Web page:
The DoorColin Wright
The following is an excerpt from my new short story collection, 7 or 8 More Ways to End the World, which is available today for $.99.
The door was more elaborate than it needed to be. A stylistic touch that Godfrey thought added a hint of elegance to what might otherwise be a truly clinical process.
Wrangling particles across time wasn’t sexy; it was quite boring, in practice. But using a turn of the century cottage door from Sussex — a part of the world where decor still counted for something — to frame his portal was a touch that served as a signature of sorts. Traveling through time would change history, and likely even change the meaning of the word, so it seemed prudent to spruce the place up a bit, and the doorframe was the centerpiece.
He wasn’t as thrilled with the rug, a piece he’d picked up during his time in Turkey, where he was procuring an important but difficult to attain component for the machine. Godfrey couldn’t decide if it was tacky when paired with the Amish-built dinner table. The table on which he’d been doing his most vital calculations, by hand, on artisan-made paper, purchased in the heartland of Germany. He’d bought a ream, not certain how much he’d need to write out his findings — which now adorned the walls of the lab. After a successful test, when the press arrived, he’d be able to show himself as a cultured man of the world, rather than the hermetic stereotype that haunted his profession.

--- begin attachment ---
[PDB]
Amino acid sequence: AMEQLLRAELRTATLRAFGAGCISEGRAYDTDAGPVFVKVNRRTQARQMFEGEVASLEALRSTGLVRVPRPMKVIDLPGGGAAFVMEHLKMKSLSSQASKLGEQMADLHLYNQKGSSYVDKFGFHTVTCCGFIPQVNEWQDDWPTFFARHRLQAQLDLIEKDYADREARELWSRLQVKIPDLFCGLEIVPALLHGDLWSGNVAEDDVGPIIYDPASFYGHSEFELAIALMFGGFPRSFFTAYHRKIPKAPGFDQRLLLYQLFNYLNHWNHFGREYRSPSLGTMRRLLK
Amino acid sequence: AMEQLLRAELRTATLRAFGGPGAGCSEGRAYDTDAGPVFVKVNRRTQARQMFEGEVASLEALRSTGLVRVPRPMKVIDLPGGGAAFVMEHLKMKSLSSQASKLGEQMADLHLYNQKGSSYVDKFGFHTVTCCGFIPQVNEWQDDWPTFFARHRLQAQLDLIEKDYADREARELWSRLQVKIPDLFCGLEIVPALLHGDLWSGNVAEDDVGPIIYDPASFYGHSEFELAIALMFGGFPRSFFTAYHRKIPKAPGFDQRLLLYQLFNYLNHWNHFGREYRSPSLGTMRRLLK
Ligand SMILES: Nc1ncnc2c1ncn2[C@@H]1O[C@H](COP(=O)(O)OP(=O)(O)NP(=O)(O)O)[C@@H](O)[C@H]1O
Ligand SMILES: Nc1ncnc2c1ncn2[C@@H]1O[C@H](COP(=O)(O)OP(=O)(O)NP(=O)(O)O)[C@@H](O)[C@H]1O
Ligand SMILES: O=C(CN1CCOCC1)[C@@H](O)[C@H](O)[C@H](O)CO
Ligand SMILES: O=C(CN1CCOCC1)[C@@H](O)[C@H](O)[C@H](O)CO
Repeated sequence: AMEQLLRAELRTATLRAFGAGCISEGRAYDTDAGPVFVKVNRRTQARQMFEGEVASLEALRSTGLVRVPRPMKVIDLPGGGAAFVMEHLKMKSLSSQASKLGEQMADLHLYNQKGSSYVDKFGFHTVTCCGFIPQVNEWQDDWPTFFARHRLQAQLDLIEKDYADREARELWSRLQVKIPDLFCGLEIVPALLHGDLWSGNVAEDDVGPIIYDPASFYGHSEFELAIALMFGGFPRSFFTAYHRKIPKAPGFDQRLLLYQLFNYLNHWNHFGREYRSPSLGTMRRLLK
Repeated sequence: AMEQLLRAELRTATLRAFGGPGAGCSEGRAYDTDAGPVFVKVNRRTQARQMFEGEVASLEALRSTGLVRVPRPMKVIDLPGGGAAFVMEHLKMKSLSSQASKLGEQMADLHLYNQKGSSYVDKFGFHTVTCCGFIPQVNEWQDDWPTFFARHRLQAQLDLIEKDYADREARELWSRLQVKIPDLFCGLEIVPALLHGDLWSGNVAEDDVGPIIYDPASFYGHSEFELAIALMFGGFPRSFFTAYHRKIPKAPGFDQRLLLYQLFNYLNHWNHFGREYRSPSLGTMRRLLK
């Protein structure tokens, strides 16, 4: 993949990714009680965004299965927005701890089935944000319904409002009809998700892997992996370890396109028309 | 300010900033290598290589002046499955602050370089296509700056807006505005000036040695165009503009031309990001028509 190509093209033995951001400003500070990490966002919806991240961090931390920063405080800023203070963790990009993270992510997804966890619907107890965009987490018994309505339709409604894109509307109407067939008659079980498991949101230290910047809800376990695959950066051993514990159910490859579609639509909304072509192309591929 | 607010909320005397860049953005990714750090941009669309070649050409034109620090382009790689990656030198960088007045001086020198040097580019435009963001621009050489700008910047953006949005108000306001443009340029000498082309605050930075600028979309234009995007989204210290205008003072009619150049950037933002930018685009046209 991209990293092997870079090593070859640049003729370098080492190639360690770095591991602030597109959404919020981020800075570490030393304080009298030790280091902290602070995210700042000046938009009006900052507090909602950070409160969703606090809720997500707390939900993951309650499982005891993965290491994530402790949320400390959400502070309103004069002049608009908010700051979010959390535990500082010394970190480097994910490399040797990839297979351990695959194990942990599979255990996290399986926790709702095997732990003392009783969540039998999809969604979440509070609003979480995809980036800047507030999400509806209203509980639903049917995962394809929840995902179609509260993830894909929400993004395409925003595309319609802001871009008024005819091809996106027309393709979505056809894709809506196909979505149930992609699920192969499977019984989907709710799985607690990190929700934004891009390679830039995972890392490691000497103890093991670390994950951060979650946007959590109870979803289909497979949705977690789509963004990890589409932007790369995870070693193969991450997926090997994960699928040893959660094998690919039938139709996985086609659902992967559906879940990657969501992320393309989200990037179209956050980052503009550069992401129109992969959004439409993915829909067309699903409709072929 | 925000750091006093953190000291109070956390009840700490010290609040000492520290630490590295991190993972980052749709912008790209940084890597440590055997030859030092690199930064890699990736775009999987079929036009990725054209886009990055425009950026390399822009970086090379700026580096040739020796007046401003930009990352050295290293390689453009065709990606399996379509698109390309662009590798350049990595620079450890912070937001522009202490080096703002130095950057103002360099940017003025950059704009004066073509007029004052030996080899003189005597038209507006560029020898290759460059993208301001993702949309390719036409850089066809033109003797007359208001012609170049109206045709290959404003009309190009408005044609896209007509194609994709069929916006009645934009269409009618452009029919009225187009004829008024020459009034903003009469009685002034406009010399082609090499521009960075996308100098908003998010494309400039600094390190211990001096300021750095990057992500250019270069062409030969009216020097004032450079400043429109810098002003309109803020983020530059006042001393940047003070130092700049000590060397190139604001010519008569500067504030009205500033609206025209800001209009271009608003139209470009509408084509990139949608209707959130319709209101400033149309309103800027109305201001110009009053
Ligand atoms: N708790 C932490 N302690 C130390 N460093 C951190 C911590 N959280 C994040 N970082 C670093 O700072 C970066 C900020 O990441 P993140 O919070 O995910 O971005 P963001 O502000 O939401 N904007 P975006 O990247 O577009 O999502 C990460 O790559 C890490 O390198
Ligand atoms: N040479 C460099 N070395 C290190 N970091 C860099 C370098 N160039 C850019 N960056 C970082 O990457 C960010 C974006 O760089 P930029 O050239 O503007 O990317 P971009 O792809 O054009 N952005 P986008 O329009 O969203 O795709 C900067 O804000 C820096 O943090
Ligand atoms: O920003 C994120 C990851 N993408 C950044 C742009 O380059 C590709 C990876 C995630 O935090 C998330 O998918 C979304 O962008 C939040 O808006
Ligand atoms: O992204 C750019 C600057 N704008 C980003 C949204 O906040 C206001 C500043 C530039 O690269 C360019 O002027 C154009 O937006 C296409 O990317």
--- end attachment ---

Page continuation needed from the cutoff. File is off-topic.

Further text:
Traveling to the future was the first step, and his machine was calibrated to take him one hundred years forward — to the year 2114. He wasn’t sure if time travel would be mainstream by that point in time, but he decided that at worst, he would be an anomaly in a world comfortable with advanced technology. Though he wasn’t sure exactly what to expect, he assumed scientists of the future would appreciate his brilliance, as much as those in his time would marvel over a 19th century scientist appearing in the middle of their conference and declaring he’d come from the past. A past riddled with greater challenges and burdened with what they would consider to be antique technology, making his accomplishments even greater for the hurdles.
But he was getting ahead of himself. What would be, would be, and if nothing else he would probably be able to grab some doodad from the shelf of a department store and bring it back to the present, reverse-engineer the well-honed tech of the future and make a fortune in the present. Even if no one noticed him, or recognized his accomplishments in getting there, he’d still come out on top. The effort would be worth it. The sacrifices and ridicule and…